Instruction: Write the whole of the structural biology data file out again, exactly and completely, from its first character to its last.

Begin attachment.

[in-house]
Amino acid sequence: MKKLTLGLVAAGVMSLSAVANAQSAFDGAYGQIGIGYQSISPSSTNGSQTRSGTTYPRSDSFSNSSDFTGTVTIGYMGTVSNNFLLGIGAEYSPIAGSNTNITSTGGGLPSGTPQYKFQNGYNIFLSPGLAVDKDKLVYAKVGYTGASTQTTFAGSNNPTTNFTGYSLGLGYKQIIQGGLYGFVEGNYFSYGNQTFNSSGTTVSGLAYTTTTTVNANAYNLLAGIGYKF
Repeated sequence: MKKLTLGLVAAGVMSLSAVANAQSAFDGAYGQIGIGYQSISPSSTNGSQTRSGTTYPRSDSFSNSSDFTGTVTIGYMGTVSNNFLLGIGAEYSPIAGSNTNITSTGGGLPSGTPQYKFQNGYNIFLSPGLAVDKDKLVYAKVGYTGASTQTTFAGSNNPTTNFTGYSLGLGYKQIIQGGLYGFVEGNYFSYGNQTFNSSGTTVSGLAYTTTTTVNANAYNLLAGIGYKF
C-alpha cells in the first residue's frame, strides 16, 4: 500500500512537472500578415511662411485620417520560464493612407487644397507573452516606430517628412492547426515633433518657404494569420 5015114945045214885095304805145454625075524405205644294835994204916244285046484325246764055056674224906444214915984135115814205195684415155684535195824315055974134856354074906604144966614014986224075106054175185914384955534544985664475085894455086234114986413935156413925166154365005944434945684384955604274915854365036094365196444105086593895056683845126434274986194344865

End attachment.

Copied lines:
[in-house]
Amino acid sequence: MKKLTLGLVAAGVMSLSAVANAQSAFDGAYGQIGIGYQSISPSSTNGSQTRSGTTYPRSDSFSNSSDFTGTVTIGYMGTVSNNFLLGIGAEYSPIAGSNTNITSTGGGLPSGTPQYKFQNGYNIFLSPGLAVDKDKLVYAKVGYTGASTQTTFAGSNNPTTNFTGYSLGLGYKQIIQGGLYGFVEGNYFSYGNQTFNSSGTTVSGLAYTTTTTVNANAYNLLAGIGYKF
Repeated sequence: MKKLTLGLVAAGVMSLSAVANAQSAFDGAYGQIGIGYQSISPSSTNGSQTRSGTTYPRSDSFSNSSDFTGTVTIGYMGTVSNNFLLGIGAEYSPIAGSNTNITSTGGGLPSGTPQYKFQNGYNIFLSPGLAVDKDKLVYAKVGYTGASTQTTFAGSNNPTTNFTGYSLGLGYKQIIQGGLYGFVEGNYFSYGNQTFNSSGTTVSGLAYTTTTTVNANAYNLLAGIGYKF
C-alpha cells in the first residue's frame, strides 16, 4: 500500500512537472500578415511662411485620417520560464493612407487644397507573452516606430517628412492547426515633433518657404494569420 5015114945045214885095304805145454625075524405205644294835994204916244285046484325246764055056674224906444214915984135115814205195684415155684535195824315055974134856354074906604144966614014986224075106054175185914384955534544985664475085894455086234114986413935156413925166154365005944434945684384955604274915854365036094365196444105086593895056683845126434274986194344865